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'AirCare' Celebrates 35 Years

IOWA CITY, IA (CBS 2/FOX 28) -- In life-threatening situations, seconds count. For 35 years now, Eastern Iowa first responders have had an option that, in some cases, likely made the difference between life and death.

That option is the AirCare, run by the University of Iowa Hospitals and Clinics, and saving lives since April 1st, 1979. It celebrated its 35th anniversary Tuesday.

It was actually one of the first 15 programs that was an air medical transport program, and the first in the state of Iowa, says Azeem Ahmed with the University of Iowa Hospitals and Clinics.

AirCare personnel say every day keeps them on their toes, meaning their job is never boring.

You never know what you're gonna get as far as the next call, says flight paramedic Casey Thompson.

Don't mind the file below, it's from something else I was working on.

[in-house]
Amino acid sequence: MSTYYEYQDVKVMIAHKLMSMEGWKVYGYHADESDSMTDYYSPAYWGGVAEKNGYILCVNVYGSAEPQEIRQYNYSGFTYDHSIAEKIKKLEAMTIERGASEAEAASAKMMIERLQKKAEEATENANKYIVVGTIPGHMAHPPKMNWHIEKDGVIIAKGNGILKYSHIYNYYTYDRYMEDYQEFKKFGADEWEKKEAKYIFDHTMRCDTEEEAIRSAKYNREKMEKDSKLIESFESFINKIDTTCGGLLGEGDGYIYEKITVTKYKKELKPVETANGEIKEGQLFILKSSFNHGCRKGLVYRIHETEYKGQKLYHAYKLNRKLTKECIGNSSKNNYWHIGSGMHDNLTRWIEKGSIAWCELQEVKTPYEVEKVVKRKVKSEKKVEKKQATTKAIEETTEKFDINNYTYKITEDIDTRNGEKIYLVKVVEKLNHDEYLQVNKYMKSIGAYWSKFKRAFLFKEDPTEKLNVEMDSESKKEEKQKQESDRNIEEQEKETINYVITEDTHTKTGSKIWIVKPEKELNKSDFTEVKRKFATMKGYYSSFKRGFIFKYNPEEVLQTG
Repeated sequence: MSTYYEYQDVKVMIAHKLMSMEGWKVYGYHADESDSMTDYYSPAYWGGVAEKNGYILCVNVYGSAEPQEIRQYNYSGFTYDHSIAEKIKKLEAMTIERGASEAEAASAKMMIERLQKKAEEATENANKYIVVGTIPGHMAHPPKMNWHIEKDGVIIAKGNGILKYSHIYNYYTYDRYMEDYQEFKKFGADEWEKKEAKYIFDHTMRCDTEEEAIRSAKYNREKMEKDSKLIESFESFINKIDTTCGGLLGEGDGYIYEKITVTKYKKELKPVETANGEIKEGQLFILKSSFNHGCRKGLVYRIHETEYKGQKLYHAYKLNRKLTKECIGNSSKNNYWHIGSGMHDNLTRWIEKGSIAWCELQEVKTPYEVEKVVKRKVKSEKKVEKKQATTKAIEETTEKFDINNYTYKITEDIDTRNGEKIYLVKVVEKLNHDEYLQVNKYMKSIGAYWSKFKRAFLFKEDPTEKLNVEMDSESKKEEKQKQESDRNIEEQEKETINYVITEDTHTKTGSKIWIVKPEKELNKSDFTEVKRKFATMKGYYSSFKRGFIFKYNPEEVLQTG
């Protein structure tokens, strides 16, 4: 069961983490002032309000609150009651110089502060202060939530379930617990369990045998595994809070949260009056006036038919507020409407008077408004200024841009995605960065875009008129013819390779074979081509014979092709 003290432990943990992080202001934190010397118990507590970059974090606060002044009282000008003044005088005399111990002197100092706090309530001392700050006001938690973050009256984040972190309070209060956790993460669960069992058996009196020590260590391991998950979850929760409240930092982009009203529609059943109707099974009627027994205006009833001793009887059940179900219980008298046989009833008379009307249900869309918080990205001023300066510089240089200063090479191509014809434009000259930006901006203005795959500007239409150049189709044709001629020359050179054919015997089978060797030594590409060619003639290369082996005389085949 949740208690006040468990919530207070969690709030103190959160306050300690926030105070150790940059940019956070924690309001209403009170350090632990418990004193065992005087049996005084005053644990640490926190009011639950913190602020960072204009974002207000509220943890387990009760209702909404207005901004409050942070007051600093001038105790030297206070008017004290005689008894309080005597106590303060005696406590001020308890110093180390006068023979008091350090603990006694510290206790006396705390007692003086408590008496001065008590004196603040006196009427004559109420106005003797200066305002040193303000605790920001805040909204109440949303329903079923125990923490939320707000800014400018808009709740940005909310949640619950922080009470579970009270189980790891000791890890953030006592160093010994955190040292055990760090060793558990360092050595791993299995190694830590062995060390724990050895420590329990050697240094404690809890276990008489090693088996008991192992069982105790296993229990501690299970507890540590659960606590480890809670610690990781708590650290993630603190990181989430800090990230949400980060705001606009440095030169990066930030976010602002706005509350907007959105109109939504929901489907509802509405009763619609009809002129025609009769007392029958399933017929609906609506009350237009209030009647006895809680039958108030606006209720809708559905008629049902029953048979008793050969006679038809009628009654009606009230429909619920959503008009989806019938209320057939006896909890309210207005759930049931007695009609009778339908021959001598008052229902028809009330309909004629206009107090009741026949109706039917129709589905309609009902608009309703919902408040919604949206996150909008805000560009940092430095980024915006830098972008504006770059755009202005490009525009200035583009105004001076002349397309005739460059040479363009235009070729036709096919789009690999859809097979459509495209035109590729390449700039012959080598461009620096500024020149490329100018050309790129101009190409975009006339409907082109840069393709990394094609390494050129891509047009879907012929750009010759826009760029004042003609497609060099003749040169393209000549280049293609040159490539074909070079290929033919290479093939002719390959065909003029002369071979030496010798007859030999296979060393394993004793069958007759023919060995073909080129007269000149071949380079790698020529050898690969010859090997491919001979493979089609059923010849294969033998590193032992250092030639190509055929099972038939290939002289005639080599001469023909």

Patients having heart attacks, having strokes, babies that are born that require higher level neonatal intensive care, Ahmed says.

In the last three decades, they've covered a lot of ground or should we say air. Over the past 35 years 25,000 patients have flown in their helicopters, flying 3 1/2 million miles.

You could argue the stats for flight nurse Pat Doser are equally as impressive. In 23 years with AirCare, he's seen 2,500 patients come and go. That's one out of every 10.

I thank my lucky stars that I'm able to do this, and I hope I can do it for another 23 years, he says.

Cutting through the air at 130 miles per hour, both speed and efficiency are the keys to his job. So is safety, which as incidents nationwide show, isn't guaranteed in a chopper.

Although it never leaves the back of my mind, it's never the first thought when I jump in a helicopter, Doser says.

AirCare credits good safety practices as the reason why they've never had a mishap.

 I am very confident in the culture this program has developed, Doser says.

The yearly budget for air care is $4.6 million dollars. AirCare is the only air medical service in Iowa accredited by the Commission on Accreditation of Medical Transport Systems.
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